Fate of the Elder Gods is a light-medium weight, tactical board game for 1-4 players, designed by Chris Kirkman, Darrell Lauder, and Richard Launius, and published through Greater Than Games’ Fabled Nexus line.
*A big Thank You to Adam Harris, a cool dude in my game group, for letting me use his Kickstarter copy for this review.
What? Another Cthulu game????
When it comes to big box Cthulu games, Fantasy Flight Games has conditioned many of us to expect a certain kind of experience – namely, a grand adventure soaked with theme, narrative, and LOTS of dice rolling! More often than not, intrepid investigators struggle against cultists and other baddies as they attempt to unleash the old gods upon the world.
Fate of the Elder Gods, with its comparably heavy box and chunky MSRP, nevertheless delivers a very different experience. Instead of adventuring with investigators, players play cultists whose primary goal is to set the old ones free! With regard to gameplay, Fate of the Elder Gods weaves together some familiar mechanisms borrowed from heavier strategy games, such as establishing control over certain areas of the board, as well as placing “workers” (represented by little cultist minis) in those areas in order to make things happen.
If you are sick of Cthulu, should you give this game a chance regardless? Could fans of the whole Lovecraft mythos still have fun with this big box departure from the FFG model?
How to play Fate of the Elder Gods
In Fate Of the Elder Gods, you adopt the role of a head cultist dedicated who to summoning an Old One to whom you are pledged. Everyone must race to summon their sworn Old One before competitor cults can do the same (why does it matter who wins? Don’t all the old ones turn the world into a hellscape, anyway?).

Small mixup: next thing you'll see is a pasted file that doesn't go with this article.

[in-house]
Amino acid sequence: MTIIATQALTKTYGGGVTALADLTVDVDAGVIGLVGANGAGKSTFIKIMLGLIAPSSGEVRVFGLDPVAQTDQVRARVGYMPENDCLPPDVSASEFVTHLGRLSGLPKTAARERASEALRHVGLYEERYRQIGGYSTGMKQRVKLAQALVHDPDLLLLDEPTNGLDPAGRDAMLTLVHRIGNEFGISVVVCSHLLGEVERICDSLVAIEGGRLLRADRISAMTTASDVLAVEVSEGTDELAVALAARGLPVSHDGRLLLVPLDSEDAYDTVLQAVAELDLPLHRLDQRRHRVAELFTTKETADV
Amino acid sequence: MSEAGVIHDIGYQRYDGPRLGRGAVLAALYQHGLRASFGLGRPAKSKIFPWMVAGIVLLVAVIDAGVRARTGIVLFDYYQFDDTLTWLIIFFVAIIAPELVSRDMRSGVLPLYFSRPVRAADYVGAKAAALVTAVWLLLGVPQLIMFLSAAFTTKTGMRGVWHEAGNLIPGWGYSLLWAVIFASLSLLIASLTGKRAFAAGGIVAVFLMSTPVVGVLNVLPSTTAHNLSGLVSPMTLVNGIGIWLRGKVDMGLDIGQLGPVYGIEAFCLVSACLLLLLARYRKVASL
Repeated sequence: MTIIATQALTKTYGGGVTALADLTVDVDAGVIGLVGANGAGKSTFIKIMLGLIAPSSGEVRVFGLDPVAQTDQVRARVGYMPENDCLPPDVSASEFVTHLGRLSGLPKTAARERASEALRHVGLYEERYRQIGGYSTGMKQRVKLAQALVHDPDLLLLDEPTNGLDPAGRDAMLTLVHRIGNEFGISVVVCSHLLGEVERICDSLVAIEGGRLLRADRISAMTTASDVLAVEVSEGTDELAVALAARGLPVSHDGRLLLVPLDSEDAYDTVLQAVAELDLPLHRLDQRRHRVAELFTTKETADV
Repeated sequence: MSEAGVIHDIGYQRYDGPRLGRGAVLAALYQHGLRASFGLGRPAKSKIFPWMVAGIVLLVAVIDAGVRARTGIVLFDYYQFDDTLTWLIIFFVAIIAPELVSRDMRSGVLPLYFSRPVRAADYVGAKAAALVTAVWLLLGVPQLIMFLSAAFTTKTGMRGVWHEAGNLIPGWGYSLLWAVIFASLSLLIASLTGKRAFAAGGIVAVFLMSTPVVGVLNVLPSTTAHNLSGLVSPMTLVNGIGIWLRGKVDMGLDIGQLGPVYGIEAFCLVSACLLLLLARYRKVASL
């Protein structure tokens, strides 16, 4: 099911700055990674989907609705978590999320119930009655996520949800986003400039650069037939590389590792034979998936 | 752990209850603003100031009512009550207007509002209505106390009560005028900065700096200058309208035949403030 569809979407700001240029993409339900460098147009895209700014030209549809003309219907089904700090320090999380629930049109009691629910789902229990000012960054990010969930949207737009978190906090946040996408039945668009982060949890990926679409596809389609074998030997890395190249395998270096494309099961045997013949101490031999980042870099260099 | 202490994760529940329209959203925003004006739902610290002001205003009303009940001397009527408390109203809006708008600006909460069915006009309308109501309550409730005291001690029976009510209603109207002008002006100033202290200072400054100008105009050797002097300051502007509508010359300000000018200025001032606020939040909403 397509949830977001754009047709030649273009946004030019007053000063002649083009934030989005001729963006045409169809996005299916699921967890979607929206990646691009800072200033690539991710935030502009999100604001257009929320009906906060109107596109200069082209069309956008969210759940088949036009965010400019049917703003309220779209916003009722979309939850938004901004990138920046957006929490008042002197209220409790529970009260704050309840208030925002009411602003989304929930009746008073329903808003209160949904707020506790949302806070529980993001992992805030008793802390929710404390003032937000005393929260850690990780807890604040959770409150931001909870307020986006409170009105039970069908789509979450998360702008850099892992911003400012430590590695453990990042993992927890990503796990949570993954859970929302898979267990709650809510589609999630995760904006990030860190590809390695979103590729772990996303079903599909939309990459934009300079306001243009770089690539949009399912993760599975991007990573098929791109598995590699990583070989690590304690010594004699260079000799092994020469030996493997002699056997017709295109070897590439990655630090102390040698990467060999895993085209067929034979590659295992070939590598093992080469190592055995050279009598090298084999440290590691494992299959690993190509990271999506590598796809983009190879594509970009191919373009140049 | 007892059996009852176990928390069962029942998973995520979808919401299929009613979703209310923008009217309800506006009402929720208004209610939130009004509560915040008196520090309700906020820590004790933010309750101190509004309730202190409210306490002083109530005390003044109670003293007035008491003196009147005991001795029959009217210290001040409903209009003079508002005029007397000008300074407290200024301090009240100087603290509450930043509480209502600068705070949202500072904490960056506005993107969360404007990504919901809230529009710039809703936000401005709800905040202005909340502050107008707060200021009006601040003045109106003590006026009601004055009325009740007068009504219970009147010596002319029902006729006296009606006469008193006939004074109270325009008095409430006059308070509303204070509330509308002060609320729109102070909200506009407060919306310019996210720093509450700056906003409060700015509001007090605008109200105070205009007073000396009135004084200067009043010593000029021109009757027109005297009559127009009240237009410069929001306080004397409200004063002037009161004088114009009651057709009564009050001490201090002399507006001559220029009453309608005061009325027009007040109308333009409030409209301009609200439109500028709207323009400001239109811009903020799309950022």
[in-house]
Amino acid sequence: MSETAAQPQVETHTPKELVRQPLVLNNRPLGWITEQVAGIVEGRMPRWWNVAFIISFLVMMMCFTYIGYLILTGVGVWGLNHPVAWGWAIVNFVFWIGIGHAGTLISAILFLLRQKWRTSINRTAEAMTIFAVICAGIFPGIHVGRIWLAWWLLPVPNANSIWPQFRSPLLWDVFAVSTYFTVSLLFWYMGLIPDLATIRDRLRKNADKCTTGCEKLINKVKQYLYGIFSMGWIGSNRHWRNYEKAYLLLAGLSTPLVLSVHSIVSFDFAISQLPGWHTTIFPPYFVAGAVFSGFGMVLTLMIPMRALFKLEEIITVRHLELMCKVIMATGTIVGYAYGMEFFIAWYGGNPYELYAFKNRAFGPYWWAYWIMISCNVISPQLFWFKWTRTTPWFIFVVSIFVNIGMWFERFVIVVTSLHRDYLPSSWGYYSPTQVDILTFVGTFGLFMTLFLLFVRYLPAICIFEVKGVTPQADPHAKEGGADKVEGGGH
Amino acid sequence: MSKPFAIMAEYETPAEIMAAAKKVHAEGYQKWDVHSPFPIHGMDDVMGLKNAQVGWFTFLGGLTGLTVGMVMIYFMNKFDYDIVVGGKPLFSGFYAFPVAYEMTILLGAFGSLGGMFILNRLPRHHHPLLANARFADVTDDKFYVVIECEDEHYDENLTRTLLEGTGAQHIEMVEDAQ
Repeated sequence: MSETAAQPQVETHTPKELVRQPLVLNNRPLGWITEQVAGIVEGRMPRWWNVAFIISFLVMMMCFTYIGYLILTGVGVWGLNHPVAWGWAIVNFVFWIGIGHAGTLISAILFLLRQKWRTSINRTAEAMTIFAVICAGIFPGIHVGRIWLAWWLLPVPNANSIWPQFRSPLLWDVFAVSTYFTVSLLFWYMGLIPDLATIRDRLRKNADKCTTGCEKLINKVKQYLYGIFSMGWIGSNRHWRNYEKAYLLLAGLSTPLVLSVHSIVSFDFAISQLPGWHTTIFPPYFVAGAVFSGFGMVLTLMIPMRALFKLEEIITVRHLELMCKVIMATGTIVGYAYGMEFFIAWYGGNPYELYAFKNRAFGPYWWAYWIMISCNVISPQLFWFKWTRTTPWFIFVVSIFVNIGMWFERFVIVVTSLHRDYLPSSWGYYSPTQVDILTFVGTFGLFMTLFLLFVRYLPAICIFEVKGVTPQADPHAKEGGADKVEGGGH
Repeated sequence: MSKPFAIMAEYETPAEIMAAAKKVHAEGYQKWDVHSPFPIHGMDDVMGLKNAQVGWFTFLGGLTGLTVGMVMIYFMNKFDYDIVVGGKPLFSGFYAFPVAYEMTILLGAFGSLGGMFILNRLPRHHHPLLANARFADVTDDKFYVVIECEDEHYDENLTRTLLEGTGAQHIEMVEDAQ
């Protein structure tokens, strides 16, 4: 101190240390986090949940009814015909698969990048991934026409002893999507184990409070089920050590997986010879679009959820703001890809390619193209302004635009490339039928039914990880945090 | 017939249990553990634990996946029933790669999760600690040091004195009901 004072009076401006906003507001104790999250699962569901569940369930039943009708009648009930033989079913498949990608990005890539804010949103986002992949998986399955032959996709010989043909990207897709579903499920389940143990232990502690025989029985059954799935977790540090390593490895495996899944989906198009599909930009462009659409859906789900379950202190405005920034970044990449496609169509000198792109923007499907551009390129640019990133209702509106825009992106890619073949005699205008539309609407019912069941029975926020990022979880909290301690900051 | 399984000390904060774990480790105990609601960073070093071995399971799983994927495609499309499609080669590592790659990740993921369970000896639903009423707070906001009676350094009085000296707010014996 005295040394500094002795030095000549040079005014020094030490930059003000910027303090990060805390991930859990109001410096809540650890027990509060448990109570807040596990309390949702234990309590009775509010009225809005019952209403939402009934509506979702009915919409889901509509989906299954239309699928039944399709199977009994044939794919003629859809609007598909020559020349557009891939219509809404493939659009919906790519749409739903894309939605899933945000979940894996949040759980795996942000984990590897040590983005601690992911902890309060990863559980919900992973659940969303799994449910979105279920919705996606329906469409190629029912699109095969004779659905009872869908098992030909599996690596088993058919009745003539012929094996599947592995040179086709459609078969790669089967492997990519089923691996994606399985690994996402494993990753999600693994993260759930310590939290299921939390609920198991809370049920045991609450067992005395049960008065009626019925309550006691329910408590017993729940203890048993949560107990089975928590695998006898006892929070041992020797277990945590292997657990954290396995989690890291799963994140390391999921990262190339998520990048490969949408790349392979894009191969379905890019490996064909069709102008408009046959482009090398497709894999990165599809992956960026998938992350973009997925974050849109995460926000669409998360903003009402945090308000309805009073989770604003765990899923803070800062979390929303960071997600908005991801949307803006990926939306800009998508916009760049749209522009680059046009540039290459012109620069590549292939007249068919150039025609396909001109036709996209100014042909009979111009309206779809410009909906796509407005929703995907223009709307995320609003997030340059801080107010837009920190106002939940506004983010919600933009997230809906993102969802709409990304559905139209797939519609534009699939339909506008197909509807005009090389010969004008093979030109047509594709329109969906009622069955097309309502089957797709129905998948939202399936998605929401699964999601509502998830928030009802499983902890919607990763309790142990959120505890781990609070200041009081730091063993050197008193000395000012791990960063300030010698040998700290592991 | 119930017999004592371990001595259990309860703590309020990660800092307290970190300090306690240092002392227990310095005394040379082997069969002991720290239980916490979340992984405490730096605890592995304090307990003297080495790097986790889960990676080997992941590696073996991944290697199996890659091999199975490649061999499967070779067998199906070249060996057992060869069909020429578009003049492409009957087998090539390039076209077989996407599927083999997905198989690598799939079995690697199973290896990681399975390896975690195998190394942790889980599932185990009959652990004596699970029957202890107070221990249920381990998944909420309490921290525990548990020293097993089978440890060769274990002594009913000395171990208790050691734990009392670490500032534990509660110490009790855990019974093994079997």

You will start with a player mat (or, “lodge”) depicting the Old One of your choice, as well as a small trove of cultist minis to do your bidding. In addition, you also begin with a hand of three cards. The colored symbols on the backs of the cards drive much of the gameplay.
A turn consists of playing a symbol card next to the big Cthulu mini on the board, which will send it off to another action space. At that new space, you will generally do two things: place a cultist from your player mat on to the board (which will attract an investigator – more on them later) and use the special power of the space.
If you have “control” of the space (meaning you have three or more cultists there and you outnumber the opponent cultists), then you can take an additional action. If you don’t have control, you can roll one of the game’s custom dice for a 1 in 6 chance to gain control. Because, hey, Cthulu = rolling dice, right?